Using 2k + 2 bubble searches to find SNPs in k-mer graphs

BioRxiv : the Preprint Server for Biology
Reda Younsi, Dan MacLean

Abstract

Single Nucleotide Polymorphism (SNP) discovery is an important preliminary for understanding genetic variation. With current sequencing methods we can sample genomes comprehensively. SNPs are found by aligning sequence reads against longer assembled references. De Bruijn graphs are efficient data structures that can deal with the vast amount of data from modern technologies. Recent work has shown that the topology of these graphs captures enough information to allow the detection and characterisation of genetic variants, offering an alternative to alignment-based methods. Such methods rely on depth-first walks of the graph to identify closing bifurcations. These methods are conservative or generate many false-positive results, particularly when traversing highly inter-connected (complex) regions of the graph or in regions of very high coverage. We devised an algorithm that calls SNPs in converted De Bruijn graphs by enumerating 2 k + 2 cycles. We evaluated the accuracy of predicted SNPs by comparison with SNP lists from alignment based methods. We tested accuracy of the SNP calling using sequence data from sixteen ecotypes of Arabidopsis thaliana and found that accuracy was high. We found that SNP calling was even across the ge...Continue Reading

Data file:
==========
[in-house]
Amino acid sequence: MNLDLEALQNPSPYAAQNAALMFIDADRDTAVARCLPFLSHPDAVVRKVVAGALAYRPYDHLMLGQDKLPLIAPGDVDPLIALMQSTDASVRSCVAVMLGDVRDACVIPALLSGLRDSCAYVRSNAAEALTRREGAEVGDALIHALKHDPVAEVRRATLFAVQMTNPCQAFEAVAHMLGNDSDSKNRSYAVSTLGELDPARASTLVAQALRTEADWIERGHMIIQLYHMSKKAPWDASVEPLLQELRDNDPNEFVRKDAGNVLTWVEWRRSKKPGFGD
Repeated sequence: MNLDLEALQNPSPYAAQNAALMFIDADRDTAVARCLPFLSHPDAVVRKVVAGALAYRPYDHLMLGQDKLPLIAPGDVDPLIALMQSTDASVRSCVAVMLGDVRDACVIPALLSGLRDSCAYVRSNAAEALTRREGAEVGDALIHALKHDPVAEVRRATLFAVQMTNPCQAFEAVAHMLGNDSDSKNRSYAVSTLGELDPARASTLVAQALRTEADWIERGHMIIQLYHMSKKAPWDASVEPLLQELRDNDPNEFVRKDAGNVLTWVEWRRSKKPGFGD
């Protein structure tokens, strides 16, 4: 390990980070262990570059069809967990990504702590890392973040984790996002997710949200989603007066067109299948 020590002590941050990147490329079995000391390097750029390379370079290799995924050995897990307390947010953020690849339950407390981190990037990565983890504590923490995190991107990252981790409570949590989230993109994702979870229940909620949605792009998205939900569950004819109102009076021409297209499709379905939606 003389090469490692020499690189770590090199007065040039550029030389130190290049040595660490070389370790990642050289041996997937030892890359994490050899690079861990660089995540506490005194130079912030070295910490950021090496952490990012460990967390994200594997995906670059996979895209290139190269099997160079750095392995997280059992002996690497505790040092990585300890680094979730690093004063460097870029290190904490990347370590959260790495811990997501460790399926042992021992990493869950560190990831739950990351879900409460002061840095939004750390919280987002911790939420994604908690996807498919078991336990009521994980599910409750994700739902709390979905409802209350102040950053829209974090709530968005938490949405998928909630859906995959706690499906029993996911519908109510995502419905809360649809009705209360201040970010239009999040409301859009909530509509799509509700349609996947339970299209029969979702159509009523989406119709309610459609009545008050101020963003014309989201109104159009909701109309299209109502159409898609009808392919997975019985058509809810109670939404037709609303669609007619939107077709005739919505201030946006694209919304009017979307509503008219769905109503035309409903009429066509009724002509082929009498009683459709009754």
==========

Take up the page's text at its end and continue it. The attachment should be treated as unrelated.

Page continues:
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May 20, 2014·Reda Younsi, Dan MacLean

Related Concepts

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Genome
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Arabidopsis thaliana <plant>
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